Labour, business leaders agree minimum wage rise

Counterclockwise: Unai Sordo (CCOO), Pepe Álvarez (UGT), Antonio Garamendi (CEPYME), Juan Rosell (CEOE). Photo: David Castro / El Periódico
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Leaders of Spanish labour and business federations on Monday signed a long-awaited accord that if confirmed by the membership of their respective organizations will increase the minimum wage level for collective bargaining agreements by at least 2 percent and put an end to the austerity-driven suppression of workers’ wages launched in 2012 by the conservative Partido Popular (PP) administration of former President Mariano Rajoy.

The Agreement for Employment and Collective Bargaining (AENC, Acuerdo para el Empleo y la Negociación Colectiva) signed yesterday afternoon by leaders of the Comisiones Obreras (CCOO) and Unión General de Trabajadores (UGT) labour federations and the CEPYME and CEOE employers federations, will cover all collective bargaining contracts entered into for the remainder of this year through 2020.

In addition to the across-the-board rise in minimum wage levels of 2 percent, the accord also allows an additional 1 percent increase in cases in which the business is experiencing increased productivity, low levels of worker absenteeism or meets other quantifiable indicators agreed upon by management and union representatives.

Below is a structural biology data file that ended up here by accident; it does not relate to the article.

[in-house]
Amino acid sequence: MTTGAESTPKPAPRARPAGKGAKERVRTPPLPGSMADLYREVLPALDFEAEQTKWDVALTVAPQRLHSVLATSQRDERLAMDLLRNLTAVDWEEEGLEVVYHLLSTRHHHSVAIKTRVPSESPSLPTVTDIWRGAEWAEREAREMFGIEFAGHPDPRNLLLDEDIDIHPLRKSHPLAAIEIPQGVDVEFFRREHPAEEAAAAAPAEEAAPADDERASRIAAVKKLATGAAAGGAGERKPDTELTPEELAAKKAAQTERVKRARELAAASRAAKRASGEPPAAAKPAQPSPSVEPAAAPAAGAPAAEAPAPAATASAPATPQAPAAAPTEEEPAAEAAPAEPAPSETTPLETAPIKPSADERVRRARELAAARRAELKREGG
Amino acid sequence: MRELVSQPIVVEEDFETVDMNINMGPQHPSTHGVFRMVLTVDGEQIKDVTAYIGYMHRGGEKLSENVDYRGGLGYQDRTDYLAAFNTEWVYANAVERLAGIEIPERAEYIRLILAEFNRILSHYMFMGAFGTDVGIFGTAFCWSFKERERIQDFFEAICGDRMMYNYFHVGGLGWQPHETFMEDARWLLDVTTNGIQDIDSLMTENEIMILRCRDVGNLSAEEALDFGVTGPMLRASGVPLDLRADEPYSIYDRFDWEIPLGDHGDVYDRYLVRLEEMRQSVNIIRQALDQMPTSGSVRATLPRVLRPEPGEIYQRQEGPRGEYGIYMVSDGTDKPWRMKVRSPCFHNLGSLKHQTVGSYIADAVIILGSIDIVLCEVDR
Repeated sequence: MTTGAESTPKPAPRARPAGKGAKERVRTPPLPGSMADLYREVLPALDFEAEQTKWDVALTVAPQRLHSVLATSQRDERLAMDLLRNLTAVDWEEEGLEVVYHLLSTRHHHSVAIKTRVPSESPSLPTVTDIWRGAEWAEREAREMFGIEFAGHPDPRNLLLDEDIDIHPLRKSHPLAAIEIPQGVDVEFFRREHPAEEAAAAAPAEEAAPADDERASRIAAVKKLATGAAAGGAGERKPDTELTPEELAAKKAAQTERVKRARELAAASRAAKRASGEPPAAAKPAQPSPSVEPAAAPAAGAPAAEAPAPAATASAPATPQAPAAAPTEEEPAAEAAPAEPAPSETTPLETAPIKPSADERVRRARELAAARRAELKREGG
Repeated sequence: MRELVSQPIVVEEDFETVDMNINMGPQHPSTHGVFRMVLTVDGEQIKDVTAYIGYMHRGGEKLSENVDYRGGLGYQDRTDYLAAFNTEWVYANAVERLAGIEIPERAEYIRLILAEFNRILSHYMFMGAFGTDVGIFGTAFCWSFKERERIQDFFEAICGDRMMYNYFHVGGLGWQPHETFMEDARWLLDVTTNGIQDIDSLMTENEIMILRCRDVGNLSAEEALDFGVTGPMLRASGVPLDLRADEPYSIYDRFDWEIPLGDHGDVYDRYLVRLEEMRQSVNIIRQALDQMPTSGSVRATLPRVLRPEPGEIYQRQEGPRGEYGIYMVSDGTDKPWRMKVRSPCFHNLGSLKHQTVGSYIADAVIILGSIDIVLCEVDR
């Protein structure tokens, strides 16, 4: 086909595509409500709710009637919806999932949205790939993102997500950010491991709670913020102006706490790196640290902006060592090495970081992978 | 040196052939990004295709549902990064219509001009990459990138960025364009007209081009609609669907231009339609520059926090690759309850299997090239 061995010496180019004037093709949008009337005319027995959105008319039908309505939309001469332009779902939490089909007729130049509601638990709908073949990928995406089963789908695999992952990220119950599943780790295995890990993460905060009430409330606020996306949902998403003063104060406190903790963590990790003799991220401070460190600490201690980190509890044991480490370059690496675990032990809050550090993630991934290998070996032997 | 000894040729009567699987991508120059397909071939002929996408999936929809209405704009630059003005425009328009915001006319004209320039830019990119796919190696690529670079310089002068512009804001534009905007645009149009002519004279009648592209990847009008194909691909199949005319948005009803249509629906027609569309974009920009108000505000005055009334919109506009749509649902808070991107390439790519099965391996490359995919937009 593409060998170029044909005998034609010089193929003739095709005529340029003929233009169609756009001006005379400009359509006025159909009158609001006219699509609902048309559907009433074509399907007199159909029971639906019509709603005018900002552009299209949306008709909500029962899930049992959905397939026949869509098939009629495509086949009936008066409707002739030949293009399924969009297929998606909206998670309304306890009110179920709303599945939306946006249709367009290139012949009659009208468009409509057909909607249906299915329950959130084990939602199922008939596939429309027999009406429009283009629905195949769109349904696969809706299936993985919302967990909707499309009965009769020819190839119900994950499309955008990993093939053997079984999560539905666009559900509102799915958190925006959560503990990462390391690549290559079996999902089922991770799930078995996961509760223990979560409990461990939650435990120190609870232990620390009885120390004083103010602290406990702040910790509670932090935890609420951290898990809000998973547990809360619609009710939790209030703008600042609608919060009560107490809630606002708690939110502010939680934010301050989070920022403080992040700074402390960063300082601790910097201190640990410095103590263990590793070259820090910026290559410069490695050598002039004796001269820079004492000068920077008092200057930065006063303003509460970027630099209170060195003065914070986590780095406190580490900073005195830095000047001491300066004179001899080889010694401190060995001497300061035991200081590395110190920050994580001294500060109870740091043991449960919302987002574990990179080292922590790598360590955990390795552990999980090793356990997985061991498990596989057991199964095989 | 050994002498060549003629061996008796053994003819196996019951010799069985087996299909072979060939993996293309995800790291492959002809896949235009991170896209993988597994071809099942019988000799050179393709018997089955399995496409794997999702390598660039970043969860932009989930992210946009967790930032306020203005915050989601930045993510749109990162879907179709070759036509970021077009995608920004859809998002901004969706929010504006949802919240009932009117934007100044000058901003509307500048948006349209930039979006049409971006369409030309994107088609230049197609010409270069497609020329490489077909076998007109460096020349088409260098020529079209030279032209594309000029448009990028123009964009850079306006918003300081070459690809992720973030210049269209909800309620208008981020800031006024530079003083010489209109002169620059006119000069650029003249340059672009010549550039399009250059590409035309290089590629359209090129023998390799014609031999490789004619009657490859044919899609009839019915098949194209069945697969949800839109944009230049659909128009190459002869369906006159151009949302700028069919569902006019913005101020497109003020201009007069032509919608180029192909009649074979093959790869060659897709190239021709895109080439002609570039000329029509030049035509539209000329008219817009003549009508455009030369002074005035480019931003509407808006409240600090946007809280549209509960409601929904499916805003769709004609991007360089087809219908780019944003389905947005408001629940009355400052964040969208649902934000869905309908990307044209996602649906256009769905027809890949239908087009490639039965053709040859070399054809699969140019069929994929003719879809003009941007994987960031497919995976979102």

If ratified as expected over the coming week by rank-and-file union members and the membership of Spain’s national employers federations, the monthly minimum wage employed in all collective bargaining agreements will increase to 1,000 euros, with two bonus payments of 1,000 euros, for a total annual minimum wage of 14,000 euros for any worker. According to Spanish government figures, some 10 million workers nationwide are covered by collective bargaining agreements between their labour unions and employers.

The agreement effectively ends an 18-month bottleneck in labour-business negotiations over minimum-wage levels and other issues and commits the unions and employer federations to negotiate a 10-point proposed reform of national labour legislation tabled earlier this month by the new Socialist party government of President Pedro Sánchez.

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